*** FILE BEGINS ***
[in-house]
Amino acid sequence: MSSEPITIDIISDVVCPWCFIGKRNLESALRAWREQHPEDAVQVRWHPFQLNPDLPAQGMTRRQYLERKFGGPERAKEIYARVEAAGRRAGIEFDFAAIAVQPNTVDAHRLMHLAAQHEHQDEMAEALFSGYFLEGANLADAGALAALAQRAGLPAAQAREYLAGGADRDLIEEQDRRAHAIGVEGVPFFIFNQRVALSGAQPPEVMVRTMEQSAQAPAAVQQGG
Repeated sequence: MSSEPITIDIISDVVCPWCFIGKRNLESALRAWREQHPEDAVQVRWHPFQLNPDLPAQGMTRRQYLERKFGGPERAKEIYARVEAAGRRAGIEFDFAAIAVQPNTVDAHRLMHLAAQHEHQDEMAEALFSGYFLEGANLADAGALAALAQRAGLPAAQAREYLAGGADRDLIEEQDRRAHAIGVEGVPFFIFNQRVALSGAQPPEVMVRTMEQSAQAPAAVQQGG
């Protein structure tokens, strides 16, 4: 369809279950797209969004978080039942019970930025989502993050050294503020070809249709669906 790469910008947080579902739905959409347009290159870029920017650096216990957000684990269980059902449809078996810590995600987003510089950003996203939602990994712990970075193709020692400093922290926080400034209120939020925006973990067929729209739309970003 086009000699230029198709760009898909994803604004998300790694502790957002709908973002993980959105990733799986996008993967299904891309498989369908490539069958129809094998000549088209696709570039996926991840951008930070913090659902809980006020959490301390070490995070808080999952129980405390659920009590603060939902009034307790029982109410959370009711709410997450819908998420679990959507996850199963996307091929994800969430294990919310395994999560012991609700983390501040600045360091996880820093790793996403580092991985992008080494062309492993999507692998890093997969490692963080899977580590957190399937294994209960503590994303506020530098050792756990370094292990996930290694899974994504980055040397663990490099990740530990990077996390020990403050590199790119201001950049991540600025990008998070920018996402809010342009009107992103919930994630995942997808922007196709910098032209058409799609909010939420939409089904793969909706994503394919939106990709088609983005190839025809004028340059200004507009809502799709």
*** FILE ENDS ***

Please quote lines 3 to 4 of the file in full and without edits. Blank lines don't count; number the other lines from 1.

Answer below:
Repeated sequence: MSSEPITIDIISDVVCPWCFIGKRNLESALRAWREQHPEDAVQVRWHPFQLNPDLPAQGMTRRQYLERKFGGPERAKEIYARVEAAGRRAGIEFDFAAIAVQPNTVDAHRLMHLAAQHEHQDEMAEALFSGYFLEGANLADAGALAALAQRAGLPAAQAREYLAGGADRDLIEEQDRRAHAIGVEGVPFFIFNQRVALSGAQPPEVMVRTMEQSAQAPAAVQQGG
């Protein structure tokens, strides 16, 4: 369809279950797209969004978080039942019970930025989502993050050294503020070809249709669906 790469910008947080579902739905959409347009290159870029920017650096216990957000684990269980059902449809078996810590995600987003510089950003996203939602990994712990970075193709020692400093922290926080400034209120939020925006973990067929729209739309970003 086009000699230029198709760009898909994803604004998300790694502790957002709908973002993980959105990733799986996008993967299904891309498989369908490539069958129809094998000549088209696709570039996926991840951008930070913090659902809980006020959490301390070490995070808080999952129980405390659920009590603060939902009034307790029982109410959370009711709410997450819908998420679990959507996850199963996307091929994800969430294990919310395994999560012991609700983390501040600045360091996880820093790793996403580092991985992008080494062309492993999507692998890093997969490692963080899977580590957190399937294994209960503590994303506020530098050792756990370094292990996930290694899974994504980055040397663990490099990740530990990077996390020990403050590199790119201001950049991540600025990008998070920018996402809010342009009107992103919930994630995942997808922007196709910098032209058409799609909010939420939409089904793969909706994503394919939106990709088609983005190839025809004028340059200004507009809502799709």